Contact person: Dr. Markus Weingarth
(Bloembergen NMR building)
Many drugs need to enter the cell interior to be active. However, to their large size or high net charge, many drugs can not cross biological cell membranes by themselves. To get into the cell nevertheless, many drugs hence have to rely on supramolecular drug delivery systems.
Such nano-scale drug delivery systems need to be smart and tunable materials, since many hurdles have to be overcome to get a drug into cell (Figure 1). Once in the cell interior smart drug carriers need to be sensitive to a stimulus that triggers the release of the drug. It is for example imaginable to design a drug vector that only releases its cargo once it feels the acidic environment of a tumor cell.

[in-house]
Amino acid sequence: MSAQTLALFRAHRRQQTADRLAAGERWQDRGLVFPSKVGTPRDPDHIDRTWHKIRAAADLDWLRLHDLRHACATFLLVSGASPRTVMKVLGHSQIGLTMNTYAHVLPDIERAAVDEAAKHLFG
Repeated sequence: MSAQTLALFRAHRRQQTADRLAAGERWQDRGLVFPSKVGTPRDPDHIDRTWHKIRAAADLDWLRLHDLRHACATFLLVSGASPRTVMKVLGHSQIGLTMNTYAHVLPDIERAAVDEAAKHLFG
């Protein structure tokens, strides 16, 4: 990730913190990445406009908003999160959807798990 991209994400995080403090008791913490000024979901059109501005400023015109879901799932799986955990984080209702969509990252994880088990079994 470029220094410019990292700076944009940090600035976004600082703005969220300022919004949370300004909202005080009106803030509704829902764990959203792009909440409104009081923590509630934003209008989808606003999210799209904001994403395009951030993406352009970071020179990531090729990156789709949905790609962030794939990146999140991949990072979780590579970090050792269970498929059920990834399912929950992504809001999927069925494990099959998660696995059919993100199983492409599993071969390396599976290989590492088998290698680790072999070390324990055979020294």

Such smart drug vectors can be self-assembled from peptides, which feature an excellent biocompatibility and, in particular, are straightforward to tune and optimize by changing the amino acid sequence. However, to precisely steer and program the biophysical and pharmaceutical profile of peptide-based drug vectors, a precise knowledge of their supramolecular code is mandatory. Yet, peptide assemblies are often not amenable to most high-resolution methods and hence poorly understood at the molecular level. Without atomic data, the design of novel supramolecular peptide vaccines must rely on empirical rule-based approaches as well as a fair degree of serendipity.